Almost every organization conceivable in Puerto Rico is opposing Governor Alejandro Garcia Padilla’s proposed VAT. There are public demonstrations against it nearly every day, sometimes with thousands protesting the planned new tax. But what is a VAT?
An ordinary sales tax is paid once, when the end user of the item buys the item. For example, consider a pair of shoes. The designer creates the design and sells it to the shoe company without charging sales tax. The manufacturer gets the raw materials of leather and plastics and fibers without paying sales tax. The shoes are made and sent to the shoe company with no sales tax charged. The retailer buys the shoes without paying sales tax and displays them in the store.
When you buy the shoes, you pay sales tax.
With VAT, it’s different. “Value Added Tax” means that every time value is added along the way, taxes are paid. When the design goes to a company that can make it a reality, tax is paid. When the raw materials go to a company that can make them into shoes, a tax is paid. When the shoes go to a retailer who can get them to consumers, a tax is paid.
At each point, there is a credit back to the company to make up for the taxes paid along the way. When people buy the shoes, they pay the full amount of the tax.
VAT supporters say that it’s simpler and that it’s harder to find loopholes in a VAT than in a sales tax system. VAT doesn’t have to be higher than sales tax, but it usually has fewer exemptions.
Puerto Rico’s Sales and Use tax is currently 7%, higher than more than half of the States. The governor is proposing a 16% VAT. A recent study reported a 56% compliance rate for the tax — that is, 44% of the sales tax that should be collected by the territory is not in fact collected. The tighter structure of the VAT could help with that, and the higher rate will increase the territorial government’s revenues.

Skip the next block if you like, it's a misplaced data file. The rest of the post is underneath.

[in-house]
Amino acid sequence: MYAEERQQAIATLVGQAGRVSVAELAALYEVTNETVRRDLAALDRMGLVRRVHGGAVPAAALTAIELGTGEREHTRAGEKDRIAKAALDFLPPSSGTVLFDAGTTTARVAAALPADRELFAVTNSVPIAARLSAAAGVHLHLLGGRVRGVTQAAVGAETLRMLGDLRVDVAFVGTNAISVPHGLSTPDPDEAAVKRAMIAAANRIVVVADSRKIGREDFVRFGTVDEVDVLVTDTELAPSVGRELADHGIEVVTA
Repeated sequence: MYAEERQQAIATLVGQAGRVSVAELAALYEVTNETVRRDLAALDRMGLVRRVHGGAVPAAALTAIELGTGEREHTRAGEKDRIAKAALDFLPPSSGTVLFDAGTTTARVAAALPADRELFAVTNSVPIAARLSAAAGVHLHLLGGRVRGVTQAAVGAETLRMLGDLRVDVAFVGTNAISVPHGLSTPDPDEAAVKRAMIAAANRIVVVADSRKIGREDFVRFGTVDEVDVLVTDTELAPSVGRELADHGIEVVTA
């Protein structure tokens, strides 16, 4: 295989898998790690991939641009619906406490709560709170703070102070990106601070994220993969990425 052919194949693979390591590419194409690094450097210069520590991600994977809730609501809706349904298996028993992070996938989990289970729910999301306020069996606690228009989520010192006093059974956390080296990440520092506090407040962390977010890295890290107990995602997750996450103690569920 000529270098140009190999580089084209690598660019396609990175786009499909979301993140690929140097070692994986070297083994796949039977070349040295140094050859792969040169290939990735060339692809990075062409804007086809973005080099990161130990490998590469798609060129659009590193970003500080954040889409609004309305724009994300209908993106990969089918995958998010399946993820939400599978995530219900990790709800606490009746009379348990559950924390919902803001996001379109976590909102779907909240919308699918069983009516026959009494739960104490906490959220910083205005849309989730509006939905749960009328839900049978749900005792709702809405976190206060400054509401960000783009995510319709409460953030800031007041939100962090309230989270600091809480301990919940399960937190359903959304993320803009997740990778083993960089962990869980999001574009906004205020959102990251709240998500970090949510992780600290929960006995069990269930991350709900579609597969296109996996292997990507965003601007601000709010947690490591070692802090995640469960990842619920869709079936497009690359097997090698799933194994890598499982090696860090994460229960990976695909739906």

But the result will be higher prices for the people of Puerto Rico – an additional 9% of the cost of an item. Secretary of the Treasury Juan Zaragoza says that he expects this to decrease purchasing in the territory — which is already in an economic depression — 10-15%.
KPMG, the company that did reports on which the Garcia Padilla Administration based the tax plan, advised that it would further depress the economy as a whole.
The Governor told a television audience that the insular government would give individuals who earn less than $20,000 a year 100% of their VAT costs through checks every four months, and people making between $20,000 and $35,000 would receive 50% of the VAT charges they pay. But his Treasury secretary later admitted that the compensation would be his agency’s estimates of how much individuals in those income groups pay in VAT charges.
And consumers won’t even know how much the VAT will cost them under the Governor’s proposed new tax system because it would prohibit merchants from showing the amount of tax on sales receipts.
With fewer jobs, businesses, and people and higher energy costs, along with a per capita income lower than that of any State, the people of Puerto Rico will find that the VAT is not a solution to the territory’s economic problems.